Metadata is a small amount of data designed to provide reference information about other data. For example, in 280 BC, the Great Library of Alexandria attached a small, dangling tag to the end of each individual scroll. The tags gave the title, subject, and author, allowing library users to assume the content, without having to unroll each scroll, and so the scrolls could be returned to their proper location. Although librarians of those times did not call the information on the tags “metadata,” this is one of the earliest recorded examples of metadata, and eventually evolved into the card catalogs (another version of metadata), used in libraries a few decades ago. The first mention of metadata for computer systems comes from MIT’s Stuart McIntosh and David Griffel, in 1967, as they described the need for a digital “meta language.”
A primary goal of metadata is to assist researchers in finding relevant information and discovering resources. Keywords used in the descriptions are called “meta tags.” Metadata is also used in organizing electronic resources, providing digital identification, and supporting the preservation and archiving of data.
Metadata assists researchers in discovering resources by locating relevant criteria and providing location information. In terms of digital marketing, metadata can be used to organize and display content, maximizing marketing efforts. Metadata increases brand visibility and improves “findability.”
Different metadata standards are used for different disciplines (such as digital audio files, websites, or museum collections). A web page, for example, a may contain metadata describing the software language, the tools used to create it, and the location of more information on the subject. A museum collection, on the other hand, would contain metadata describing the type of art, the artist’s name, and the date of its creation.
The Late 1900s
In 1979, the International Press Telecommunications Council (IPTC) defined metadata standards and attributes that could be inserted into images. In the late 1980s, the IPTC began working on the Information Interchange Model (IIM), a file structure with metadata attributes that could be applied to images, text, and other media forms. It was completed in the early 1990s and expedited the exchange of news among national and international newspapers. Their first standard, the IPTC 7901, bridged the gap between teleprinters and computers.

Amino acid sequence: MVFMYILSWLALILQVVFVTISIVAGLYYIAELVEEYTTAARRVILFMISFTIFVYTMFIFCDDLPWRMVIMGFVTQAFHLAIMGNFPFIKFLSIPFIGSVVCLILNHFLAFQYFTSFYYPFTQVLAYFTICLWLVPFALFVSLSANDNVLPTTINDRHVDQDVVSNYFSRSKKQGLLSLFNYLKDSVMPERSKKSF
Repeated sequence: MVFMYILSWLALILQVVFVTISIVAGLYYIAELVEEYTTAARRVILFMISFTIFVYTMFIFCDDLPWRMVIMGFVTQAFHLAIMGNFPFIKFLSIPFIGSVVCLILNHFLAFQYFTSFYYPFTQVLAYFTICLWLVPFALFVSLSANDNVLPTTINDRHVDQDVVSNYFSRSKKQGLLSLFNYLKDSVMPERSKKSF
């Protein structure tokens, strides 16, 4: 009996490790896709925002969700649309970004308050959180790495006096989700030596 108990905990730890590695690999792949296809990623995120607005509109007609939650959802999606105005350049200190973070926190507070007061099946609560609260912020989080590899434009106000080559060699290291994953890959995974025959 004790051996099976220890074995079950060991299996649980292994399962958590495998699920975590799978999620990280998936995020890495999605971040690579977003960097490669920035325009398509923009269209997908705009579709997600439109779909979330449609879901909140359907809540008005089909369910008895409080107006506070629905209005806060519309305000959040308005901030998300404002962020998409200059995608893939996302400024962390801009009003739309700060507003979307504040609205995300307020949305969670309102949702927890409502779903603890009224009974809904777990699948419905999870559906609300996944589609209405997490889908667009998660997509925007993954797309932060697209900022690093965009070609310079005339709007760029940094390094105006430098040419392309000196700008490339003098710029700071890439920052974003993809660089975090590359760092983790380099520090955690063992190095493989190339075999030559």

Metadata attributes and standards were advanced again in 1994, when Adobe developed a technique that actually embedded metadata “into” the digital image files (IPTC headers). Adobe adopted IPTC’s IIM metadata definitions, but did not adopt the overall IIM structure. Photos containing IPTC Headers appear to be normal TIFF or JPEG images.
Though there are a variety of metadata systems and standards, there are also specialized and well-accepted models for categorizing “types of metadata.” In 1994, Francis P. Bretherton and Paul T. Singley presented a paper titled Metadata: A User’s View, which developed two distinct forms of metadata: guide metadata and structural/control metadata. Guide metadata helps researchers find specific items, usually keywords (meta tags) using natural language. The labeling of database objects (tables, columns, keys, and indexes) is called structural metadata.
In 2001, NISO (National Information Standards Organization), which focuses on creating industry standards for the information industry (publishers, libraries, and software developers), decided to get serious about metadata, and published the document, Metadata Made Simpler: A Guide for Libraries. The manual states:
“There are several different types of metadata, including descriptive, administrative, and structural. Descriptive metadata describes a resource for purposes such as discovery and identification. It can include elements such as title, abstract, author, and keywords. Administrative metadata provides information to help manage a resource, such as when and how it was created, file type and other technical information, and who can access it. Rights management metadata is a form of administrative metadata dealing with intellectual property rights. Structural metadata indicates how compound objects are put together, for example, how pages are ordered to form chapters.”
In 2001, Adobe introduced what is called the Extensible Metadata Platform (XMP). XMP represents the same types of metadata as IPTC, but includes Extensible Markup Language (XML), which uses coded instructions for displaying text, and the Resource Description Framework (RDF), a simple, all-purpose digital language representing information.
An XMP-enabled application lets metadata be captured during the creation of content, and then embedded in the file, as well as a content-management system. Useful descriptions, such as the title, the author, searchable keywords, and copyright information, are recorded in an easily understood format.
In 2002, Ralph Kimball, in his book, The Data Warehouse Toolkit, defined metadata as “all the information that defines and describes the structures, operations, and contents of the DW/BI system.” Kimball then described three types of metadata: